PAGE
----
Then House said, "We can make up some excuse about tomorrow. You can say that Rachel is sick."

"I actually want to have coffee with her!" Cuddy said, surprising herself. "I can ask her embarrassing questions about your childhood. Like, did you wet the bed?"

"Only after I hit puberty, if you know what I mean," House said, with a wink.

She shook her head and laughed.

"Good night, House."

"Good night, Cuddy."

He opened the car door for her and she got in. Then, on impulse, she took his hand through the open window. As she drove away, her hand slid from his palm to his fingertips until she had to let go.


"So tell me what House was like as a little boy," Cuddy said.

She and Blythe were at a downtown coffee house. Blythe had taken a cab. Her plan was to explore the city, maybe check out the museum after coffee.

"He was wild as a little one," Blythe said. "Always curious about everything! Always disappearing to explore some hole, or abandoned shed, or to climb a tree. At one point, I actually considered putting him on a leash."

"You too?" Cuddy said, dryly.

Blythe laughed.

"As he got older, he loved to take things apart—appliances, radios, you name it. When he was seven, he performed an autopsy on our family cat."

"I hope the cat was already dead," Cuddy joked.

"It was," Blythe said, chuckling. Then she got a bit nostalgic: "He was a happy little guy. So cute with his floppy hair and his big blue eyes. No one could resist him—certainly not the female half of the population."

Cuddy paused, took a sip of her latte.

"Do you mind if I ask you: How did he . . .turn out the way he did?"

"You mean wonderful? Magnificent? Perfect?" Blythe said.

Cuddy looked down.

"Yeah, something like that," she said.

Blythe smiled wryly.

"I'm just kidding. I know he can be difficult. I guess a lot of that stems from his relationship with his father. John was very, very hard on Greg."

"Was he. . .abusive?" Cuddy said, not sure if it was appropriate to ask.

"Did John hit Greg? Yes, I'm quite sure he did. Many times. Although I never saw it. I guess I was in denial a little bit. But the abuse was more of a . . .psychological nature."

Cuddy looked at her.

"You don't have to tell me this if you don't want to."

"No, I want to," Blythe said. "A lot of this stuff I've been holding inside for too long."

Cuddy nodded.

"I think John was very jealous of Greg," Blythe said. "At first, I think it was the classic jealousy: He was jealous of all the attention I paid to his son. But by the time Greg was 10 years old, he was already reading and comprehending things far above John's level. Above either of our levels. No one tells you how challenging it is to raise a genius. And Greg was restless, rebellious, fiercely independent. John felt a need to harness him."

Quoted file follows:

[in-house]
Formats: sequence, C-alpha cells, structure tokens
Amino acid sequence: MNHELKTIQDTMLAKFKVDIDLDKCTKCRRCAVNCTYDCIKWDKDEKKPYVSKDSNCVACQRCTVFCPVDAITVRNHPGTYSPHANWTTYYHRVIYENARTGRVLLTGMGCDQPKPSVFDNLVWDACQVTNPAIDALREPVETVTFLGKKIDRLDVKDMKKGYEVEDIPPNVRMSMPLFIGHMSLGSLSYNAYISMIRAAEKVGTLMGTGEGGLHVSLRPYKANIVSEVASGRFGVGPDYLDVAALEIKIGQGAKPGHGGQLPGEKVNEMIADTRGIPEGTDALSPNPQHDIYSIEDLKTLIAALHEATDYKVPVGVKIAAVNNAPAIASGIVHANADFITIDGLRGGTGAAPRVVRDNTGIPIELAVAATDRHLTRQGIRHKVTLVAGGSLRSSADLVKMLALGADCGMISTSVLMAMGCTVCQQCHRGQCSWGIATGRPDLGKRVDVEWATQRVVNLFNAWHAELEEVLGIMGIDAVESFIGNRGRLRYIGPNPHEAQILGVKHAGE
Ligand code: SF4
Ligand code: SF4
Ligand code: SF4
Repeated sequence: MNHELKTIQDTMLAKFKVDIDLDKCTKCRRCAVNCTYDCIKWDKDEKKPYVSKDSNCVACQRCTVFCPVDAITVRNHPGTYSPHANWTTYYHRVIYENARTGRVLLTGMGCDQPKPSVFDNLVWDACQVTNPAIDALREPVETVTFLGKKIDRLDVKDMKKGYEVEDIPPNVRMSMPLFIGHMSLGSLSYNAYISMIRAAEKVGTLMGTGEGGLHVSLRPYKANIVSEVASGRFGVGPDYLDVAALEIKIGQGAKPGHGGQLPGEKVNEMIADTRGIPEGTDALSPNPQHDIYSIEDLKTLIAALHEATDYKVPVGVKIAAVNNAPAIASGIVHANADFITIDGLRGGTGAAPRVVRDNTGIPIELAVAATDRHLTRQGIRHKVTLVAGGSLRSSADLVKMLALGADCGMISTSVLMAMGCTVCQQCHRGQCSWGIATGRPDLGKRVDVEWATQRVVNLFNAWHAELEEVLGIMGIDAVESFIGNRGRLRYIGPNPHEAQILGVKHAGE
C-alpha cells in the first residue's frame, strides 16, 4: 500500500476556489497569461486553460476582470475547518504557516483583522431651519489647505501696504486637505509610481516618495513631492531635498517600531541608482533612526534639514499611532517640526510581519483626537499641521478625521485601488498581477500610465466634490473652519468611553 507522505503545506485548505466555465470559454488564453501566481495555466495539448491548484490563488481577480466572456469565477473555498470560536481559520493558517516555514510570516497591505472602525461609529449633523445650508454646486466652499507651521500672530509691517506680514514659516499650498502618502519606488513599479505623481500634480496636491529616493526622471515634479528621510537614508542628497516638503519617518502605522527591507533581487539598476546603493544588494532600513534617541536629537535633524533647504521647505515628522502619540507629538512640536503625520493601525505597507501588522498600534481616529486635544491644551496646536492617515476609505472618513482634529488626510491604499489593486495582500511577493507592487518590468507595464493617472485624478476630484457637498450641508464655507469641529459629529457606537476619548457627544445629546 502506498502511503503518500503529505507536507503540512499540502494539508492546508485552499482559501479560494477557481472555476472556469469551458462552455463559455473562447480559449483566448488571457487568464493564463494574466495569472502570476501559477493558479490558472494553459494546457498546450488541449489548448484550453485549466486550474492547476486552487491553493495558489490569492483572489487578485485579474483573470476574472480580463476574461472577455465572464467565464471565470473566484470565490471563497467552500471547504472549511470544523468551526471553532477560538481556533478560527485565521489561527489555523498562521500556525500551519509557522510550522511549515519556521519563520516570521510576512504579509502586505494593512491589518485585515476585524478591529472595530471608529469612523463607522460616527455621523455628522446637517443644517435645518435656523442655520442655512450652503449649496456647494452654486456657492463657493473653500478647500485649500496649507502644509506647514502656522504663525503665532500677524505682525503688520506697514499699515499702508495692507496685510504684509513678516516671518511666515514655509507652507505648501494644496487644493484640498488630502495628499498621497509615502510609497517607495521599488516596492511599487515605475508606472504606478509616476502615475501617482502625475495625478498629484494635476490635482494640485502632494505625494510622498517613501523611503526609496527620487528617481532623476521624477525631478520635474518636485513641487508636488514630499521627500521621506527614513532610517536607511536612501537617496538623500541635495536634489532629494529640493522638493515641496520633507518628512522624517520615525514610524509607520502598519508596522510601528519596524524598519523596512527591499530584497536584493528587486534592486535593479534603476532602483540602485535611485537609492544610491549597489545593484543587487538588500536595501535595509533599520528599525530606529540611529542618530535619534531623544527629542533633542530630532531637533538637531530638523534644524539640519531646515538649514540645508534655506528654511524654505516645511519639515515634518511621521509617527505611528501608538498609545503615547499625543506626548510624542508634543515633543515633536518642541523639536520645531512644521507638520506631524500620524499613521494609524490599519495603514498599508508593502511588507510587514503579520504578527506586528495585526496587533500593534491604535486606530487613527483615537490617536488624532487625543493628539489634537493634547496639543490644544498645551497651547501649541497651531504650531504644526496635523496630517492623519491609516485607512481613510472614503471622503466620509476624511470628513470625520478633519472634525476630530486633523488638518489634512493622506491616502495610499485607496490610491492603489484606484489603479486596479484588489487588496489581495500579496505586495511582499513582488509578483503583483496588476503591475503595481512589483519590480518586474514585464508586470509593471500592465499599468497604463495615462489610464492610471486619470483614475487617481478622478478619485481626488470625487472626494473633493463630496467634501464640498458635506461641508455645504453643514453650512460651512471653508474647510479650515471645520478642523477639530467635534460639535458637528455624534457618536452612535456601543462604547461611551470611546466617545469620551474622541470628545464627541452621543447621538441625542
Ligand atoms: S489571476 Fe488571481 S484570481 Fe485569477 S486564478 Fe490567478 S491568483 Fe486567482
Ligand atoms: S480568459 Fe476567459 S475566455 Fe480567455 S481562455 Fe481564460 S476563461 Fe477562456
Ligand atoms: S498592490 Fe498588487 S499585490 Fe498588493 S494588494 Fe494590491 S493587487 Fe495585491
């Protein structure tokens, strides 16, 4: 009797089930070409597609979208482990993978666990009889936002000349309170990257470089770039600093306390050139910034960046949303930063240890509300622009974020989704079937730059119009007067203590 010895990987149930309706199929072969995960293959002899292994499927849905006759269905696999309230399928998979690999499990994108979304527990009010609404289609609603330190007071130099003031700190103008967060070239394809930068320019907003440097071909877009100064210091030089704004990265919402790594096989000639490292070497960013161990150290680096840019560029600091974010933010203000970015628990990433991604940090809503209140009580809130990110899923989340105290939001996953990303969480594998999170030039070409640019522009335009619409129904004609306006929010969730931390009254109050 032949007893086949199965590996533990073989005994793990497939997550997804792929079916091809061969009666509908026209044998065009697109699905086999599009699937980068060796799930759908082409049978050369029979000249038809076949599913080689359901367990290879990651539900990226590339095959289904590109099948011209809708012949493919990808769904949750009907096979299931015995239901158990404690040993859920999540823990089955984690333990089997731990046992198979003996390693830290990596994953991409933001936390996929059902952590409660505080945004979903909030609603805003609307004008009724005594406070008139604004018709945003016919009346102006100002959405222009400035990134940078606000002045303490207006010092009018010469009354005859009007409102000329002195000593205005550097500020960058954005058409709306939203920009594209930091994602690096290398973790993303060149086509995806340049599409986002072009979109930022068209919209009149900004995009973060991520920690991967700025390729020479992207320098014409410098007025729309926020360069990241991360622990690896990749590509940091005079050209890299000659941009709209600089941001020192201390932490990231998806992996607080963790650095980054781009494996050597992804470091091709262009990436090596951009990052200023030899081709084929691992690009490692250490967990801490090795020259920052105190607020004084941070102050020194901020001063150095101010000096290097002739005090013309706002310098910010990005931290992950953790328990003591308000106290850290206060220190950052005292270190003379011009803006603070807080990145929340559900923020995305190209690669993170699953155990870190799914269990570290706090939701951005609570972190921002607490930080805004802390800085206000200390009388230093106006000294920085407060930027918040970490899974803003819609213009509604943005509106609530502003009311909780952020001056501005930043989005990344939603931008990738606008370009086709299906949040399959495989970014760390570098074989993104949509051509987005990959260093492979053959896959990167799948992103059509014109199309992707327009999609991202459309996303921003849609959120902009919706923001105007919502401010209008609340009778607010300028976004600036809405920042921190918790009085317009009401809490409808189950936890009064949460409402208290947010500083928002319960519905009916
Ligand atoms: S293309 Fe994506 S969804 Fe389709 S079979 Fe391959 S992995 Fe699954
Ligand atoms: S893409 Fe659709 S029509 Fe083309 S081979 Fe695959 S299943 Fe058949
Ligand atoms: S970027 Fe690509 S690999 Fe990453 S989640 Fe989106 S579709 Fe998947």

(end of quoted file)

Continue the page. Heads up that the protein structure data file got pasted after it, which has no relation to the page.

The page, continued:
"Which is almost impossible," Cuddy said.

"Exactly," Blythe said. Then she smiled sadly: "Let me tell you a story about the kind of thing John did to Greg. When Greg was very young—five or sex—he had this teddy bear he loved. He named it Goose, for reasons I'm not quite sure. He took Goose with him everywhere: To sleep, to school. He even brought him to the dinner table. Goose was so tattered, I had to stitch him up and patch him many times. One day, John decided that Greg was too old for Goose."

Blythe pursed her lips, clearly recalling something terrible.

"That part is normal. A lot of fathers don't want their sons to cling to a stuffed animal like that. But it was what John did that was so . .. despicable. He made a bonfire in the backyard and he told Greg to throw Goose into the fire. Greg cried and screamed and ran to me for amnesty. But John insisted. He didn't just want Greg to give up Goose. He wanted Greg to be the one who destroyed him."

Blythe closed her eyes tightly.

"So what happened?" Cuddy said, gently.

"John was stubborn as a mule—they both were. John said that Greg could either burn the teddy bear or stay out in the yard all night. Greg held out for as long as he could. He'd had no dinner. He was exhausted and scared. He was shaking. It think it was 4 am before he finally threw Goose into the fire."

Cuddy shook her head, appalled.

"Why on earth would John make him do such a thing?"

"He said it was time for Greg to put away foolish playthings and become a man. He was 7."

"God, poor House."

Blythe nodded.

"I know I should've done something. But. . .that's not the way I was raised. My mother obeyed my father. We were traditional. A military family, too."

"You don't have to explain anything to me."

"No, I do," Blythe said. "I've never forgiven myself for that night. And for other things, too. Things I'd rather not recall."

She shook her head, as if trying to shake away a bad memory.

"After that, things were never the same again between John and Greg."

A few months into their relationship, House had confessed to Cuddy that John House was not his biological father. She wondered if John knew this—if not explicitly, perhaps subconsciously—and if it had contributed at all to the abuse.